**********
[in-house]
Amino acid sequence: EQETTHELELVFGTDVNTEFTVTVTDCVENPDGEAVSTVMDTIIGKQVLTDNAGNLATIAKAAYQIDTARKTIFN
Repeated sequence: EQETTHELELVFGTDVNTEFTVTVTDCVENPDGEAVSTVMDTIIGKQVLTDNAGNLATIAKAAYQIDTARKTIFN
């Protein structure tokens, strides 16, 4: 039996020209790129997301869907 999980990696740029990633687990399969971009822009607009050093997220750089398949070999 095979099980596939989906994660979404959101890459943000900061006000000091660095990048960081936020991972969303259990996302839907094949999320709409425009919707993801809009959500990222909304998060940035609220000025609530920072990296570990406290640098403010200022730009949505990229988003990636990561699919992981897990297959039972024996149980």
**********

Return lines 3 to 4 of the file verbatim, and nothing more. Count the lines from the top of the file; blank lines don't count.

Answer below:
Repeated sequence: EQETTHELELVFGTDVNTEFTVTVTDCVENPDGEAVSTVMDTIIGKQVLTDNAGNLATIAKAAYQIDTARKTIFN
């Protein structure tokens, strides 16, 4: 039996020209790129997301869907 999980990696740029990633687990399969971009822009607009050093997220750089398949070999 095979099980596939989906994660979404959101890459943000900061006000000091660095990048960081936020991972969303259990996302839907094949999320709409425009919707993801809009959500990222909304998060940035609220000025609530920072990296570990406290640098403010200022730009949505990229988003990636990561699919992981897990297959039972024996149980």